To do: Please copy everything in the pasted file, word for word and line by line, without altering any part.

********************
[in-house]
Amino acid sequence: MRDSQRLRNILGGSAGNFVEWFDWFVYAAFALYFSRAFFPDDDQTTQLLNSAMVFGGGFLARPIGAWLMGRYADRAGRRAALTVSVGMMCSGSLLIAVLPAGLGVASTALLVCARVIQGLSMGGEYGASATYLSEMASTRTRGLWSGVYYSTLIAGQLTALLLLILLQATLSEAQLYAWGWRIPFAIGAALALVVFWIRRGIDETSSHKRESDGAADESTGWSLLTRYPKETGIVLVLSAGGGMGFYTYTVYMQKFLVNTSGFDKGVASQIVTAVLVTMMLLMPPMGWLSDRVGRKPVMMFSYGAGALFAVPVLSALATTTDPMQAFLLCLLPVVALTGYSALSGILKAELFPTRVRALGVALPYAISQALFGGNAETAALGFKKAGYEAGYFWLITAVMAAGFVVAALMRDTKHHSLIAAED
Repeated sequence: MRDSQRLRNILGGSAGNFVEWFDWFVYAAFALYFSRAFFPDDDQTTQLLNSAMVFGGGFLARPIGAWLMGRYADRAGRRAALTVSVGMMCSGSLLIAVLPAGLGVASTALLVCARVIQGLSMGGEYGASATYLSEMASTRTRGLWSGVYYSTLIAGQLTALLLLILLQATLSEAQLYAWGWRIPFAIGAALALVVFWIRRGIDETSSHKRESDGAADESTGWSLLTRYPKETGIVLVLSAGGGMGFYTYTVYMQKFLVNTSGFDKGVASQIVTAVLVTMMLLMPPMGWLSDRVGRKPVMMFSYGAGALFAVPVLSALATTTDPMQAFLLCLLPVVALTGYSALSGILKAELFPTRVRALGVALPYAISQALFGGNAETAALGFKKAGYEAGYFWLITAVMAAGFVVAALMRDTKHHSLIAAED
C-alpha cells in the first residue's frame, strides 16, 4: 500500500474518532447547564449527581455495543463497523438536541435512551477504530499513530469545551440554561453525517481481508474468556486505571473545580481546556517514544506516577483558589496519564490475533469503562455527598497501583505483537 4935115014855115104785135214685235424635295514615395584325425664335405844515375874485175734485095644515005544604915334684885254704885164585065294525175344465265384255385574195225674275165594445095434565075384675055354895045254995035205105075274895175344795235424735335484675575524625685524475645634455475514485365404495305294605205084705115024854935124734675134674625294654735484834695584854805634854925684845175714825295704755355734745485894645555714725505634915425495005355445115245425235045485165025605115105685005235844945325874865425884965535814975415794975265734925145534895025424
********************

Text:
[in-house]
Amino acid sequence: MRDSQRLRNILGGSAGNFVEWFDWFVYAAFALYFSRAFFPDDDQTTQLLNSAMVFGGGFLARPIGAWLMGRYADRAGRRAALTVSVGMMCSGSLLIAVLPAGLGVASTALLVCARVIQGLSMGGEYGASATYLSEMASTRTRGLWSGVYYSTLIAGQLTALLLLILLQATLSEAQLYAWGWRIPFAIGAALALVVFWIRRGIDETSSHKRESDGAADESTGWSLLTRYPKETGIVLVLSAGGGMGFYTYTVYMQKFLVNTSGFDKGVASQIVTAVLVTMMLLMPPMGWLSDRVGRKPVMMFSYGAGALFAVPVLSALATTTDPMQAFLLCLLPVVALTGYSALSGILKAELFPTRVRALGVALPYAISQALFGGNAETAALGFKKAGYEAGYFWLITAVMAAGFVVAALMRDTKHHSLIAAED
Repeated sequence: MRDSQRLRNILGGSAGNFVEWFDWFVYAAFALYFSRAFFPDDDQTTQLLNSAMVFGGGFLARPIGAWLMGRYADRAGRRAALTVSVGMMCSGSLLIAVLPAGLGVASTALLVCARVIQGLSMGGEYGASATYLSEMASTRTRGLWSGVYYSTLIAGQLTALLLLILLQATLSEAQLYAWGWRIPFAIGAALALVVFWIRRGIDETSSHKRESDGAADESTGWSLLTRYPKETGIVLVLSAGGGMGFYTYTVYMQKFLVNTSGFDKGVASQIVTAVLVTMMLLMPPMGWLSDRVGRKPVMMFSYGAGALFAVPVLSALATTTDPMQAFLLCLLPVVALTGYSALSGILKAELFPTRVRALGVALPYAISQALFGGNAETAALGFKKAGYEAGYFWLITAVMAAGFVVAALMRDTKHHSLIAAED
C-alpha cells in the first residue's frame, strides 16, 4: 500500500474518532447547564449527581455495543463497523438536541435512551477504530499513530469545551440554561453525517481481508474468556486505571473545580481546556517514544506516577483558589496519564490475533469503562455527598497501583505483537 4935115014855115104785135214685235424635295514615395584325425664335405844515375874485175734485095644515005544604915334684885254704885164585065294525175344465265384255385574195225674275165594445095434565075384675055354895045254995035205105075274895175344795235424735335484675575524625685524475645634455475514485365404495305294605205084705115024854935124734675134674625294654735484834695584854805634854925684845175714825295704755355734745485894645555714725505634915425495005355445115245425235045485165025605115105685005235844945325874865425884965535814975415794975265734925145534895025424